Tuesday, August 21, 2012

How people react to robot mistakes

From "Us & Them," in National Geographic's August 2011 issue, about a new breed of service robots. Interesting how adding some social skills allows us to feel more comfortable, even forgiving, with robots:

Humans can draw on a vast unconscious vocabulary of movements—we know how to politely move around someone in our path, how to sense when we're invading someone's personal space. Studies at Carnegie Mellon and elsewhere have shown that people expect social robots to follow the same rules. We get uncomfortable when they don't or when they make stupid mistakes. Snackbot, another mobile robot under development at Carnegie Mellon, takes orders and delivers snacks to people at the School of Computer Science. Sometimes it annoyingly brings the wrong snack or gives the wrong change. People are more forgiving if the robot warns them first that it might make errors or apologizes when it screws up.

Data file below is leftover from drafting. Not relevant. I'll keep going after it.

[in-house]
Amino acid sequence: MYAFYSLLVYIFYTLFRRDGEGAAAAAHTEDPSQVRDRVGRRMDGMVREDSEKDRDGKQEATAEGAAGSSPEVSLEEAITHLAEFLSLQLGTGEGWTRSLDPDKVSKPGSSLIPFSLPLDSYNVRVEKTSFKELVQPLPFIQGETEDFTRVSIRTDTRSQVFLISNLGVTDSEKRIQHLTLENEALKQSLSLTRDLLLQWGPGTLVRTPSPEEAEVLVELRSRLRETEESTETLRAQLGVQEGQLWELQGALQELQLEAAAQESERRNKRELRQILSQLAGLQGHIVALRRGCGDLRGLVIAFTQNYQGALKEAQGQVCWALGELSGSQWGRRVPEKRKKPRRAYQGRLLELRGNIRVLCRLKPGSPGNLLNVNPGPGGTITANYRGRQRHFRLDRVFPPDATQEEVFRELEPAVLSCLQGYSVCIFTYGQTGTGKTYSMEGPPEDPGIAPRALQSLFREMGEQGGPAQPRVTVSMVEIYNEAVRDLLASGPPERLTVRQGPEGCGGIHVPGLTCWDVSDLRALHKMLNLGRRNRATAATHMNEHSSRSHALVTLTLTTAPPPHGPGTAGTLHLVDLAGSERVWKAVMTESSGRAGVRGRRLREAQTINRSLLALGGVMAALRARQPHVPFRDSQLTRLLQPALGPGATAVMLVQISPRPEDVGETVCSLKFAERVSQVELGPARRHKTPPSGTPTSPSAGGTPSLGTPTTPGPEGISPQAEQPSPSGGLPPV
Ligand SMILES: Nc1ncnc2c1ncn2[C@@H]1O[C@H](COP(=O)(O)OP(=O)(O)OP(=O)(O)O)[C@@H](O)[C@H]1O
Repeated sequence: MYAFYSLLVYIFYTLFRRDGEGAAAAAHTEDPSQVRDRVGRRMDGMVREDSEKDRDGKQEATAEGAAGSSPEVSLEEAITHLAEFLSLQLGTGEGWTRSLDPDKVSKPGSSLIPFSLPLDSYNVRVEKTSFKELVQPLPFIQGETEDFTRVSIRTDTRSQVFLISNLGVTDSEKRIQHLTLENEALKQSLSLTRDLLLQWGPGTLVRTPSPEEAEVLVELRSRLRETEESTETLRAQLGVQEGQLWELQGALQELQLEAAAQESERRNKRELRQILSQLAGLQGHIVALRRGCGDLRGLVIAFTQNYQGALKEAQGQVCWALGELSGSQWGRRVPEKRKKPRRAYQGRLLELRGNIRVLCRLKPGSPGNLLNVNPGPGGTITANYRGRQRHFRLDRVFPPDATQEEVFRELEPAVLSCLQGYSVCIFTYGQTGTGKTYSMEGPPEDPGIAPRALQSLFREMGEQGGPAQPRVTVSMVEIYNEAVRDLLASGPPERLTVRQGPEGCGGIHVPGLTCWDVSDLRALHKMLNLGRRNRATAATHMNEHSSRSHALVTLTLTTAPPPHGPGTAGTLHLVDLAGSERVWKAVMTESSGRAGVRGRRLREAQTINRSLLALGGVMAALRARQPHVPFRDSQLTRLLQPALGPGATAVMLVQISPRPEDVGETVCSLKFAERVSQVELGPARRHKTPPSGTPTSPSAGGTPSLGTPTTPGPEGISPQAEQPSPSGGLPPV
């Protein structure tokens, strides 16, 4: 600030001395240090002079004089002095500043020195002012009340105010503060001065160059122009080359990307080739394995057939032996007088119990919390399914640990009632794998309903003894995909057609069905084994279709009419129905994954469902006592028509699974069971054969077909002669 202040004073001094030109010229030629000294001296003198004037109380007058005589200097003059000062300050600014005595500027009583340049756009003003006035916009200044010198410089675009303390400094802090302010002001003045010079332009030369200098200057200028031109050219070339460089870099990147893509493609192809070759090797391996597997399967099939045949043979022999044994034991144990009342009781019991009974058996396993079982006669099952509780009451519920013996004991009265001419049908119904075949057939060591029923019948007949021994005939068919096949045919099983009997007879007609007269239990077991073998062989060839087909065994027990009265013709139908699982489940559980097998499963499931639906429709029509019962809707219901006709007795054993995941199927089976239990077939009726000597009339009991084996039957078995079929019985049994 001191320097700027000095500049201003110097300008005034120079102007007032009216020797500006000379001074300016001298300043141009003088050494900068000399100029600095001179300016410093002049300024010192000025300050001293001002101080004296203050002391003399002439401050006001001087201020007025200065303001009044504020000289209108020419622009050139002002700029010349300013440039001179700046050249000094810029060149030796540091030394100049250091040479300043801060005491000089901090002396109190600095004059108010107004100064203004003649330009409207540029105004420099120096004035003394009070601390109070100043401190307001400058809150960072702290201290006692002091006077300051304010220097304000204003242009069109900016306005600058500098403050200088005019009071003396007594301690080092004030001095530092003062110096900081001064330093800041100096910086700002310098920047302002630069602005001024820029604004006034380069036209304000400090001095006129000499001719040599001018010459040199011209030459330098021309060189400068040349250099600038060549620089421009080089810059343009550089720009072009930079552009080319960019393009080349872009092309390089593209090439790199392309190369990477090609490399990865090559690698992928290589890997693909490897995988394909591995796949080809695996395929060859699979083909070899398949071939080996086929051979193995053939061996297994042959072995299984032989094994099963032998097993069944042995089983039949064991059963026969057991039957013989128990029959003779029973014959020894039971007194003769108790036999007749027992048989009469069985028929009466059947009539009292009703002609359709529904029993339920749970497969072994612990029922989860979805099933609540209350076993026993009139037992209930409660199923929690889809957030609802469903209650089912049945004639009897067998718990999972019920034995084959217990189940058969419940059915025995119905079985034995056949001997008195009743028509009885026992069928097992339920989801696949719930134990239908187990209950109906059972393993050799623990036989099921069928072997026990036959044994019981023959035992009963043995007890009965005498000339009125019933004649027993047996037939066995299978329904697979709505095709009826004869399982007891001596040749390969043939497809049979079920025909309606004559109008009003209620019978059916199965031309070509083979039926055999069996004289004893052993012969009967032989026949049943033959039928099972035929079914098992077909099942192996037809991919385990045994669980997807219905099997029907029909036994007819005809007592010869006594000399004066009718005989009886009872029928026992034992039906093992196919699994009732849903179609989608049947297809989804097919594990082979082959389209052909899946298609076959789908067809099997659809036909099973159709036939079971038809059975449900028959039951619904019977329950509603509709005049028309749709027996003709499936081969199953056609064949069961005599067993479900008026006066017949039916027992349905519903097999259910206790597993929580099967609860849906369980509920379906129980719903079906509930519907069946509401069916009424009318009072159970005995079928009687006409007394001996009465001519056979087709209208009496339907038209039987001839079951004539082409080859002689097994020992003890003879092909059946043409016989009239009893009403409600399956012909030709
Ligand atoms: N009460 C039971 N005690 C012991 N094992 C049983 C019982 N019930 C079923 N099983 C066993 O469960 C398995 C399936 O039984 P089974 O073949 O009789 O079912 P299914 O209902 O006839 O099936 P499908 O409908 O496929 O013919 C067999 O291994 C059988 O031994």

More on Carnegie Mellon's robot project, HERB, can be found here. HERB is pictured above.

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